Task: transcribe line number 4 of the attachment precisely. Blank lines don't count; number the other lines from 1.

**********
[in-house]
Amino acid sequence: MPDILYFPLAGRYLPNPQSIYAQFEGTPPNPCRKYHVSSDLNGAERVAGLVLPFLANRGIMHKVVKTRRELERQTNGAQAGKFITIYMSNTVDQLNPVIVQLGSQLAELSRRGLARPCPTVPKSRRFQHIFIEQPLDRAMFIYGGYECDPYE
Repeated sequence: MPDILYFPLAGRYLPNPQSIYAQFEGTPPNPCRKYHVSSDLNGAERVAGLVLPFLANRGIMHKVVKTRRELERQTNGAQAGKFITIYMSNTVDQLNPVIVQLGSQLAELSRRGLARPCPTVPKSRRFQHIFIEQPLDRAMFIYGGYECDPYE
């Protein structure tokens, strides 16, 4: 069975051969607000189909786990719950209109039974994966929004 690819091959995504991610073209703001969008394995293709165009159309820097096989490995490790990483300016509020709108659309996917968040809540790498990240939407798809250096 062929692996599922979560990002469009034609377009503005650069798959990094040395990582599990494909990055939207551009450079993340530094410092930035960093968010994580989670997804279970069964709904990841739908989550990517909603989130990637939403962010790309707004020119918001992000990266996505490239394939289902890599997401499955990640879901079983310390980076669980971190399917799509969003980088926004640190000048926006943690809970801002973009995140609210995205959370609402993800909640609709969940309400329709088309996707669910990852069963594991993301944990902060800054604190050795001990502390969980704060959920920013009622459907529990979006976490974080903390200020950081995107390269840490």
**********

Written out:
């Protein structure tokens, strides 16, 4: 069975051969607000189909786990719950209109039974994966929004 690819091959995504991610073209703001969008394995293709165009159309820097096989490995490790990483300016509020709108659309996917968040809540790498990240939407798809250096 062929692996599922979560990002469009034609377009503005650069798959990094040395990582599990494909990055939207551009450079993340530094410092930035960093968010994580989670997804279970069964709904990841739908989550990517909603989130990637939403962010790309707004020119918001992000990266996505490239394939289902890599997401499955990640879901079983310390980076669980971190399917799509969003980088926004640190000048926006943690809970801002973009995140609210995205959370609402993800909640609709969940309400329709088309996707669910990852069963594991993301944990902060800054604190050795001990502390969980704060959920920013009622459907529990979006976490974080903390200020950081995107390269840490």